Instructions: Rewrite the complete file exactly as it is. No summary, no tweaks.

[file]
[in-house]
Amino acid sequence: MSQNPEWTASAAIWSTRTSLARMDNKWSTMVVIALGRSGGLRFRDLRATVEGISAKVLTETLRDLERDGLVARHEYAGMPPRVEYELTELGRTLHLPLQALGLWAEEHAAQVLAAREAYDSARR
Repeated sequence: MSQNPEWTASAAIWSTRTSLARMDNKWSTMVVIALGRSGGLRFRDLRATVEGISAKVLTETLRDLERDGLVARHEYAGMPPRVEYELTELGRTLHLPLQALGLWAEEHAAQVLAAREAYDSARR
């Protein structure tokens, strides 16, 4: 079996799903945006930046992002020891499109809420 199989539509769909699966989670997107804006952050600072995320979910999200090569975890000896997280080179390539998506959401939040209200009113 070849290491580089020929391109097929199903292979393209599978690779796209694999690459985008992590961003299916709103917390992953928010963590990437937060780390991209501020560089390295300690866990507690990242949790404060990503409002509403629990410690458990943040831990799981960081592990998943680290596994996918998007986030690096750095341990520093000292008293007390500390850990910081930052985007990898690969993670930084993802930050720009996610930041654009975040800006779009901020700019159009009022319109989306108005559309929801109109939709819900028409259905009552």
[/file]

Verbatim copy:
[in-house]
Amino acid sequence: MSQNPEWTASAAIWSTRTSLARMDNKWSTMVVIALGRSGGLRFRDLRATVEGISAKVLTETLRDLERDGLVARHEYAGMPPRVEYELTELGRTLHLPLQALGLWAEEHAAQVLAAREAYDSARR
Repeated sequence: MSQNPEWTASAAIWSTRTSLARMDNKWSTMVVIALGRSGGLRFRDLRATVEGISAKVLTETLRDLERDGLVARHEYAGMPPRVEYELTELGRTLHLPLQALGLWAEEHAAQVLAAREAYDSARR
């Protein structure tokens, strides 16, 4: 079996799903945006930046992002020891499109809420 199989539509769909699966989670997107804006952050600072995320979910999200090569975890000896997280080179390539998506959401939040209200009113 070849290491580089020929391109097929199903292979393209599978690779796209694999690459985008992590961003299916709103917390992953928010963590990437937060780390991209501020560089390295300690866990507690990242949790404060990503409002509403629990410690458990943040831990799981960081592990998943680290596994996918998007986030690096750095341990520093000292008293007390500390850990910081930052985007990898690969993670930084993802930050720009996610930041654009975040800006779009901020700019159009009022319109989306108005559309929801109109939709819900028409259905009552």